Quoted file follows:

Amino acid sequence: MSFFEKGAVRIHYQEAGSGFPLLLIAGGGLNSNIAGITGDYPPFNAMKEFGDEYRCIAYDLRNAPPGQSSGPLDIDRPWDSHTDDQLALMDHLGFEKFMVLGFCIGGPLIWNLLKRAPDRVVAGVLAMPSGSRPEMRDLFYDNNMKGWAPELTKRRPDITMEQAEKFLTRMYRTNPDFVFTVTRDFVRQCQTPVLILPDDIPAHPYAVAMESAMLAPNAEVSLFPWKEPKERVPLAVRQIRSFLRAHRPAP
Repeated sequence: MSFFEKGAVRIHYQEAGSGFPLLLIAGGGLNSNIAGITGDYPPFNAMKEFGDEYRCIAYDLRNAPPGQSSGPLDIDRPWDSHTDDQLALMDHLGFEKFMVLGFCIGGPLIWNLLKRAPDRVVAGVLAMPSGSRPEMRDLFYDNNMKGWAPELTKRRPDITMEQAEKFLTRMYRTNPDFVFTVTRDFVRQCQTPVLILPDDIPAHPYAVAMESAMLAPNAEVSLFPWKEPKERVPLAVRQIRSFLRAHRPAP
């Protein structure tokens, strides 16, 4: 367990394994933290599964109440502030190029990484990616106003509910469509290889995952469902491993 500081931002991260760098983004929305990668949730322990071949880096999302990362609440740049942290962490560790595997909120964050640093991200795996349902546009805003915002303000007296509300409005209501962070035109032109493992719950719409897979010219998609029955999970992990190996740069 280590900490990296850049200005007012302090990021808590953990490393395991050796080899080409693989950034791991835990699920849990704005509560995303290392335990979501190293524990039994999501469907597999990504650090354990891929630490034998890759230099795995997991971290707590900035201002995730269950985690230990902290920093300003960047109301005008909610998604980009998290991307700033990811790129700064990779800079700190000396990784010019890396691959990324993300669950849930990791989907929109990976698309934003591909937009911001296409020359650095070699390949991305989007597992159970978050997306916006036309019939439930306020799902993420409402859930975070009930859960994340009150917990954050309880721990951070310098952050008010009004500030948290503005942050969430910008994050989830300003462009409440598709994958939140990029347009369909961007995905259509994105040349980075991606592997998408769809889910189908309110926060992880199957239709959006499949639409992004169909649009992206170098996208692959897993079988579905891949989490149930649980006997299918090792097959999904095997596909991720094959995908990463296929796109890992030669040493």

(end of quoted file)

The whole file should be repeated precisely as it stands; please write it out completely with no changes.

Amino acid sequence: MSFFEKGAVRIHYQEAGSGFPLLLIAGGGLNSNIAGITGDYPPFNAMKEFGDEYRCIAYDLRNAPPGQSSGPLDIDRPWDSHTDDQLALMDHLGFEKFMVLGFCIGGPLIWNLLKRAPDRVVAGVLAMPSGSRPEMRDLFYDNNMKGWAPELTKRRPDITMEQAEKFLTRMYRTNPDFVFTVTRDFVRQCQTPVLILPDDIPAHPYAVAMESAMLAPNAEVSLFPWKEPKERVPLAVRQIRSFLRAHRPAP
Repeated sequence: MSFFEKGAVRIHYQEAGSGFPLLLIAGGGLNSNIAGITGDYPPFNAMKEFGDEYRCIAYDLRNAPPGQSSGPLDIDRPWDSHTDDQLALMDHLGFEKFMVLGFCIGGPLIWNLLKRAPDRVVAGVLAMPSGSRPEMRDLFYDNNMKGWAPELTKRRPDITMEQAEKFLTRMYRTNPDFVFTVTRDFVRQCQTPVLILPDDIPAHPYAVAMESAMLAPNAEVSLFPWKEPKERVPLAVRQIRSFLRAHRPAP
């Protein structure tokens, strides 16, 4: 367990394994933290599964109440502030190029990484990616106003509910469509290889995952469902491993 500081931002991260760098983004929305990668949730322990071949880096999302990362609440740049942290962490560790595997909120964050640093991200795996349902546009805003915002303000007296509300409005209501962070035109032109493992719950719409897979010219998609029955999970992990190996740069 280590900490990296850049200005007012302090990021808590953990490393395991050796080899080409693989950034791991835990699920849990704005509560995303290392335990979501190293524990039994999501469907597999990504650090354990891929630490034998890759230099795995997991971290707590900035201002995730269950985690230990902290920093300003960047109301005008909610998604980009998290991307700033990811790129700064990779800079700190000396990784010019890396691959990324993300669950849930990791989907929109990976698309934003591909937009911001296409020359650095070699390949991305989007597992159970978050997306916006036309019939439930306020799902993420409402859930975070009930859960994340009150917990954050309880721990951070310098952050008010009004500030948290503005942050969430910008994050989830300003462009409440598709994958939140990029347009369909961007995905259509994105040349980075991606592997998408769809889910189908309110926060992880199957239709959006499949639409992004169909649009992206170098996208692959897993079988579905891949989490149930649980006997299918090792097959999904095997596909991720094959995908990463296929796109890992030669040493």